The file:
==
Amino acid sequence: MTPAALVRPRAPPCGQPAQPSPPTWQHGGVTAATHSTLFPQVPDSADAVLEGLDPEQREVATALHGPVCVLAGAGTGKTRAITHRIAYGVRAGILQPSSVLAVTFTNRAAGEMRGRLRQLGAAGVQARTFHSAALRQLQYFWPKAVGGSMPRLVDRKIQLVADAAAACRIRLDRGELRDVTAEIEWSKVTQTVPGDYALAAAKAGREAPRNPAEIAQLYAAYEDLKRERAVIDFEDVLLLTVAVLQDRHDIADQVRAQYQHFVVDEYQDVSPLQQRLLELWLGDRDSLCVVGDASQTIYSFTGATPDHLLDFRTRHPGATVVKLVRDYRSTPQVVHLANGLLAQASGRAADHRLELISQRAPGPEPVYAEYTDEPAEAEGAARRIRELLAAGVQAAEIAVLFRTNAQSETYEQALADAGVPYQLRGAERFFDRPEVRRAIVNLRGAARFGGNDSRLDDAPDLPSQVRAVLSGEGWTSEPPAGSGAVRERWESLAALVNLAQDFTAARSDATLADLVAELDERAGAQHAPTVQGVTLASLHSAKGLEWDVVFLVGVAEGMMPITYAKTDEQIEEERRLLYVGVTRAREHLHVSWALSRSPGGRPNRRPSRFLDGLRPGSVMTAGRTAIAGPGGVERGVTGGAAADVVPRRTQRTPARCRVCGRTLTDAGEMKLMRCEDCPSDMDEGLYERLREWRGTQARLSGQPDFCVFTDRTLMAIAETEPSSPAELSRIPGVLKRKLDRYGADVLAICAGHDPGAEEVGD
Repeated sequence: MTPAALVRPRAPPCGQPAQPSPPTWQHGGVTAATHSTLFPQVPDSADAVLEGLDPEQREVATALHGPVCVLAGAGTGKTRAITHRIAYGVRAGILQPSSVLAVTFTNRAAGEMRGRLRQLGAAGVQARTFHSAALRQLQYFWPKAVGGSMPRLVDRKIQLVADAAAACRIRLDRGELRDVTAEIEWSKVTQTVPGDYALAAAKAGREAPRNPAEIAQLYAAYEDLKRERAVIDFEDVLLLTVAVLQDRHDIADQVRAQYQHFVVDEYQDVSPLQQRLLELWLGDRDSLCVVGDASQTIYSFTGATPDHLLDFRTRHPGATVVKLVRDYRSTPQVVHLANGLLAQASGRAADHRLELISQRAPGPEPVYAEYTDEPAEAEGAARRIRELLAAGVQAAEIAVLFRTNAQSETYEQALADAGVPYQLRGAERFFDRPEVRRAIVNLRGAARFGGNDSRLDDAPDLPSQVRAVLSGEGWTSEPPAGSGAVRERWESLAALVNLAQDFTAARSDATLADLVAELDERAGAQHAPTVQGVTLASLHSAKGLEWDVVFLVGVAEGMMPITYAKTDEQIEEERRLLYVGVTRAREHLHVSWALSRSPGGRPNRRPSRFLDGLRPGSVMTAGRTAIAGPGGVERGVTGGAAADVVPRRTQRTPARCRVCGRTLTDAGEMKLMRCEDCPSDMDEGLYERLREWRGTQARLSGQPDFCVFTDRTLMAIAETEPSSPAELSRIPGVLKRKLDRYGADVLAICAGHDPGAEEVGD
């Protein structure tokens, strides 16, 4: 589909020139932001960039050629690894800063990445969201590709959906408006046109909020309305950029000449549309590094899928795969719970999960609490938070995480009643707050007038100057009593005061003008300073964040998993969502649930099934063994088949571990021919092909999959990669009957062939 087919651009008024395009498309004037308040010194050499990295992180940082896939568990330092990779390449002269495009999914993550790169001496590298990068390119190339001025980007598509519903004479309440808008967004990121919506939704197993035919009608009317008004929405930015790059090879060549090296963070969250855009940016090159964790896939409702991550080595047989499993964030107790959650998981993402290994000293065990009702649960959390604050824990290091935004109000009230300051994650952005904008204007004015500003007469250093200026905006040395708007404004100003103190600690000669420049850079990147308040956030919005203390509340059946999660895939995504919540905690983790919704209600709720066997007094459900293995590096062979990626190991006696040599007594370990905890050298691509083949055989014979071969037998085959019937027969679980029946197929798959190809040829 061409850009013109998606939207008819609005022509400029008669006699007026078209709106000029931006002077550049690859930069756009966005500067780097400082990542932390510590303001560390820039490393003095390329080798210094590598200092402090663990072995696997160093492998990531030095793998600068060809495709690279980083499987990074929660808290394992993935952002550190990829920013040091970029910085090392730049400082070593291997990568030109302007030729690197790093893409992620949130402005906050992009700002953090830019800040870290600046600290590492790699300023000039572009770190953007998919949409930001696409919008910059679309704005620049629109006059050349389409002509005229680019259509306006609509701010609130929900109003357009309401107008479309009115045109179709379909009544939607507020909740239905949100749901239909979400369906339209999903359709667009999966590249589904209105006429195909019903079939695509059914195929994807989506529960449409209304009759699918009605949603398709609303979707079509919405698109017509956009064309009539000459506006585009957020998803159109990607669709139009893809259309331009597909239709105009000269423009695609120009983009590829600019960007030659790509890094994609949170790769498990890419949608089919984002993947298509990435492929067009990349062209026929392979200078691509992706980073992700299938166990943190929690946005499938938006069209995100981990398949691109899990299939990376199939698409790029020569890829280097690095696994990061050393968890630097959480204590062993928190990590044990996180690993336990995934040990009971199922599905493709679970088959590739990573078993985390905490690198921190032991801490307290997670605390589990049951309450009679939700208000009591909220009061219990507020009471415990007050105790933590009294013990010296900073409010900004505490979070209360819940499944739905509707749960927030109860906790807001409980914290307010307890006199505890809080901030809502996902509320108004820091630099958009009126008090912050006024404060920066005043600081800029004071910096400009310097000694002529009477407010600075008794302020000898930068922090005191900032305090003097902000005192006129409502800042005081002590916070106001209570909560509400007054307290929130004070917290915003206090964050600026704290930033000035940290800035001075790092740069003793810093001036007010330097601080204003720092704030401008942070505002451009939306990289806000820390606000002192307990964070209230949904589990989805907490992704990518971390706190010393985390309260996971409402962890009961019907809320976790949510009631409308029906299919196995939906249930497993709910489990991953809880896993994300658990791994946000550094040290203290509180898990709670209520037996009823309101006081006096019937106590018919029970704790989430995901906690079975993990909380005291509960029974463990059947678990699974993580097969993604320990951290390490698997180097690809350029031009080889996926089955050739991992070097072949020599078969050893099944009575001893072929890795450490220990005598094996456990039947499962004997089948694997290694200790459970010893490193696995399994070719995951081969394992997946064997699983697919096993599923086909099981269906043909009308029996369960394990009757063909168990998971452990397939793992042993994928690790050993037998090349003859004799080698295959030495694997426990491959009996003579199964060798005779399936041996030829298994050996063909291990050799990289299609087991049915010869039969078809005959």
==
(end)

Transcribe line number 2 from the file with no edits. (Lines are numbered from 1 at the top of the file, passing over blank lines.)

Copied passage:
Repeated sequence: MTPAALVRPRAPPCGQPAQPSPPTWQHGGVTAATHSTLFPQVPDSADAVLEGLDPEQREVATALHGPVCVLAGAGTGKTRAITHRIAYGVRAGILQPSSVLAVTFTNRAAGEMRGRLRQLGAAGVQARTFHSAALRQLQYFWPKAVGGSMPRLVDRKIQLVADAAAACRIRLDRGELRDVTAEIEWSKVTQTVPGDYALAAAKAGREAPRNPAEIAQLYAAYEDLKRERAVIDFEDVLLLTVAVLQDRHDIADQVRAQYQHFVVDEYQDVSPLQQRLLELWLGDRDSLCVVGDASQTIYSFTGATPDHLLDFRTRHPGATVVKLVRDYRSTPQVVHLANGLLAQASGRAADHRLELISQRAPGPEPVYAEYTDEPAEAEGAARRIRELLAAGVQAAEIAVLFRTNAQSETYEQALADAGVPYQLRGAERFFDRPEVRRAIVNLRGAARFGGNDSRLDDAPDLPSQVRAVLSGEGWTSEPPAGSGAVRERWESLAALVNLAQDFTAARSDATLADLVAELDERAGAQHAPTVQGVTLASLHSAKGLEWDVVFLVGVAEGMMPITYAKTDEQIEEERRLLYVGVTRAREHLHVSWALSRSPGGRPNRRPSRFLDGLRPGSVMTAGRTAIAGPGGVERGVTGGAAADVVPRRTQRTPARCRVCGRTLTDAGEMKLMRCEDCPSDMDEGLYERLREWRGTQARLSGQPDFCVFTDRTLMAIAETEPSSPAELSRIPGVLKRKLDRYGADVLAICAGHDPGAEEVGD